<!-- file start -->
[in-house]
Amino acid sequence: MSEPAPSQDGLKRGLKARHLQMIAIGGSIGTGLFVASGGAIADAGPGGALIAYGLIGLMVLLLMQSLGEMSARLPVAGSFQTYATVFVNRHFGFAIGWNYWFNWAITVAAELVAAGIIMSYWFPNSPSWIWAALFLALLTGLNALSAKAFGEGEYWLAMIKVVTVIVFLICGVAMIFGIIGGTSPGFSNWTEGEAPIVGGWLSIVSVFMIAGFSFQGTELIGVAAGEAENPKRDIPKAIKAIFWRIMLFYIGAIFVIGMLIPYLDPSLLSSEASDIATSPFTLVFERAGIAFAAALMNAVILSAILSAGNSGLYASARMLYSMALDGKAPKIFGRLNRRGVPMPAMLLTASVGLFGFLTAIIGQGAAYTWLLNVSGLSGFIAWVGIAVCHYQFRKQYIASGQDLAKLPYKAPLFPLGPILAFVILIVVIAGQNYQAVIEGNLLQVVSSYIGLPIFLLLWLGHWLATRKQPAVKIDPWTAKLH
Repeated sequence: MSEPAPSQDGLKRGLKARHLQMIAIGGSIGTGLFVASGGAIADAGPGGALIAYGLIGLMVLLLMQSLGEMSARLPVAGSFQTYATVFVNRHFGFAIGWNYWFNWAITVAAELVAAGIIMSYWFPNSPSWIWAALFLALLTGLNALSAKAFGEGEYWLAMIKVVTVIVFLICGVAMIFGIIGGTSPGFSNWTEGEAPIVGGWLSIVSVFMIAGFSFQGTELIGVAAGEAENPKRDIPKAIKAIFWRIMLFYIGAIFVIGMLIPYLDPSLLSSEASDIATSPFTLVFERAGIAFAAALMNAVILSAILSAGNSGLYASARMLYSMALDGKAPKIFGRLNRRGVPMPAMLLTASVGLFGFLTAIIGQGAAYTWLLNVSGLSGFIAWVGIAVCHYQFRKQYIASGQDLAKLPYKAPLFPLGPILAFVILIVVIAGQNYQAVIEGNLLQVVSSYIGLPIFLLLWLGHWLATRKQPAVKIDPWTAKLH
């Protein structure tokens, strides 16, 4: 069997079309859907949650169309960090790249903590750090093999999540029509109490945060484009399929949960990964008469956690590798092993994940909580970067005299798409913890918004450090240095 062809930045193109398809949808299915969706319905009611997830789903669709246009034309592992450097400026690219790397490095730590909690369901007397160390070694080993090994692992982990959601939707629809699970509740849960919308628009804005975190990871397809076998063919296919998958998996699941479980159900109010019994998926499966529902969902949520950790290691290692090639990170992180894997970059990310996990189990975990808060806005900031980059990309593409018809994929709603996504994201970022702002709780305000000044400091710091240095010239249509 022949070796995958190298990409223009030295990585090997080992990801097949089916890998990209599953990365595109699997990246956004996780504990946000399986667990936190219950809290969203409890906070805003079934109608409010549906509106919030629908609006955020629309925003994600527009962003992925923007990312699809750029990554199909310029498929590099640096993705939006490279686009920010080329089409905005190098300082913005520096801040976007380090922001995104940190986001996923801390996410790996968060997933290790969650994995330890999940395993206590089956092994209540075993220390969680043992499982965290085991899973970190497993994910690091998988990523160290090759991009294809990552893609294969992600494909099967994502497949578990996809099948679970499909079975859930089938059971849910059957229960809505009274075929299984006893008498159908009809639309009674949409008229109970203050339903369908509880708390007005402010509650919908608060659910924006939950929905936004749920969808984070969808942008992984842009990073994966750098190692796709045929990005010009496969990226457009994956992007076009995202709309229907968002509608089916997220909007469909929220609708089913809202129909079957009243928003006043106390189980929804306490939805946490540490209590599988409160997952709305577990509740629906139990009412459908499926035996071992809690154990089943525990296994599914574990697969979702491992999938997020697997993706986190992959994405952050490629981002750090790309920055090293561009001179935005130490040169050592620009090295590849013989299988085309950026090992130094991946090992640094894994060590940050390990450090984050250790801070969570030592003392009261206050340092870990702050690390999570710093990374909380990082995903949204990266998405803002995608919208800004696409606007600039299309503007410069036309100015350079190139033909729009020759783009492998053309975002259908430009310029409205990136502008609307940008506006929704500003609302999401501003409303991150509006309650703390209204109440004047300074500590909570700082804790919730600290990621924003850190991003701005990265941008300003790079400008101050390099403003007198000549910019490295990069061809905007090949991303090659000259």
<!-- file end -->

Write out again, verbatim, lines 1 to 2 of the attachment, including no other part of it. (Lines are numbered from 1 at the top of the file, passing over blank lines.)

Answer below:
[in-house]
Amino acid sequence: MSEPAPSQDGLKRGLKARHLQMIAIGGSIGTGLFVASGGAIADAGPGGALIAYGLIGLMVLLLMQSLGEMSARLPVAGSFQTYATVFVNRHFGFAIGWNYWFNWAITVAAELVAAGIIMSYWFPNSPSWIWAALFLALLTGLNALSAKAFGEGEYWLAMIKVVTVIVFLICGVAMIFGIIGGTSPGFSNWTEGEAPIVGGWLSIVSVFMIAGFSFQGTELIGVAAGEAENPKRDIPKAIKAIFWRIMLFYIGAIFVIGMLIPYLDPSLLSSEASDIATSPFTLVFERAGIAFAAALMNAVILSAILSAGNSGLYASARMLYSMALDGKAPKIFGRLNRRGVPMPAMLLTASVGLFGFLTAIIGQGAAYTWLLNVSGLSGFIAWVGIAVCHYQFRKQYIASGQDLAKLPYKAPLFPLGPILAFVILIVVIAGQNYQAVIEGNLLQVVSSYIGLPIFLLLWLGHWLATRKQPAVKIDPWTAKLH